Monday, November 1, 2010

Permission to Jump

Gili had a BERA today. I won't bore you with the details of running back and forth and around the hospital. The good news is that her left ear scored very well. Her right ear, less so. She tested positive for fluid in the inner ear through tympanometry. Nancy, the audiologist, kindly tested Gili for fluid and then squeezed her in for a hearing screen in order to try to keep her from needing the BERA, which requires sedation. She scored between 20-30, normal for her adjusted developmental age and for a child with stuffy ears. However, when we tracked down Professor Amir, he said she still needed the BERA and to tell the technician so she could do the test with the bone, circumventing the inner ear. We should have the official results from Professor Amir in a couple weeks.

I had an eerie feeling today that I'm one of those mothers who is in the hospital so much that I recognize the doctors when I see them in the elevator, I know what's on each floor, the names of the secretaries in different departments. I recognize other moms who seem to be in the hospital all the time, and the technicians, doctors, and secretaries start recognizing me. "Were you here before for an EEG?" "Another BERA?" It's been ages since I've had to tell Professor Amir's secretary, Tammy, our name when I ask for our chart, in order to take it to some other department.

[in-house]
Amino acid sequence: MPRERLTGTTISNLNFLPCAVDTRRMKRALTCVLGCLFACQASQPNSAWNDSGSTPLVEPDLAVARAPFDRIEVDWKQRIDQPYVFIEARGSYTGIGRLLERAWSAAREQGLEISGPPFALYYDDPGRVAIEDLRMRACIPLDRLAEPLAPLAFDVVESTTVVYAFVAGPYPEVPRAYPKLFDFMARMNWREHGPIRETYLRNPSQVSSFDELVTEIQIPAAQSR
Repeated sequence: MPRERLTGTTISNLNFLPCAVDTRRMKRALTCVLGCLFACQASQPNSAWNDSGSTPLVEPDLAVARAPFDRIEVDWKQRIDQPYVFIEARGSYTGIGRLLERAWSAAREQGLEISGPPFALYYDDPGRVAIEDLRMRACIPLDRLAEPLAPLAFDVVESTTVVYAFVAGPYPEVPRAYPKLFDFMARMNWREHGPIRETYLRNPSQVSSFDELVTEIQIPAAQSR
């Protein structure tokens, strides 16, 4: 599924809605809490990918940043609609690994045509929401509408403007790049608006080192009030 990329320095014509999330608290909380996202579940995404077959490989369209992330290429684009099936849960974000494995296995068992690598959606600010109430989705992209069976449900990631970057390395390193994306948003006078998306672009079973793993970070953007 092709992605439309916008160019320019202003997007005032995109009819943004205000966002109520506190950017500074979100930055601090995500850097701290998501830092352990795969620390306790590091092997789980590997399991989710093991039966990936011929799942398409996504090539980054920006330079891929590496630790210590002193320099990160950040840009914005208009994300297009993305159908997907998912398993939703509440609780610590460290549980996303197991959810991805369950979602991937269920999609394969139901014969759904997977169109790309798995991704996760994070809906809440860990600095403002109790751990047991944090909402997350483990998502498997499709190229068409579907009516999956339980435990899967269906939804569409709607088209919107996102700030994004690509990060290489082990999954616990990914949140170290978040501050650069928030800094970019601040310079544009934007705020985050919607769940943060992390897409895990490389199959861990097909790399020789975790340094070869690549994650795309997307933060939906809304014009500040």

The doctor who checked Gili to give her the okay for the sedation was our very own Dr.Chaimi, the very first doctor to see us last January after Gili was diagnosed. The doctor who saw us all day and discussed so kindly, and in English, the situation while we went through a whole battery of tests. He remembered us. He had to take a double take, but then he said, "Oh, It's Gili!" and then told his student a little of our history, without her chart, and asked how she was doing.

We also saw Nili. And my favorite news of the day: Nili thinks it's good for Gili to go in the jumper! Right after we bought it she said it wasn't good and we shouldn't have her in it for more than ten minutes. The next time I brought it up she said the limit should be five minutes. It has to do with the more primitive muscle movements that occur with the bouncing. She finally said I should show her pictures, so I sent her an extended video of the clip below. Today I saw her and she said she thought it was okay! Nili liked that Gili was more aware and using her hands while she was in the jumper. Woohoo!

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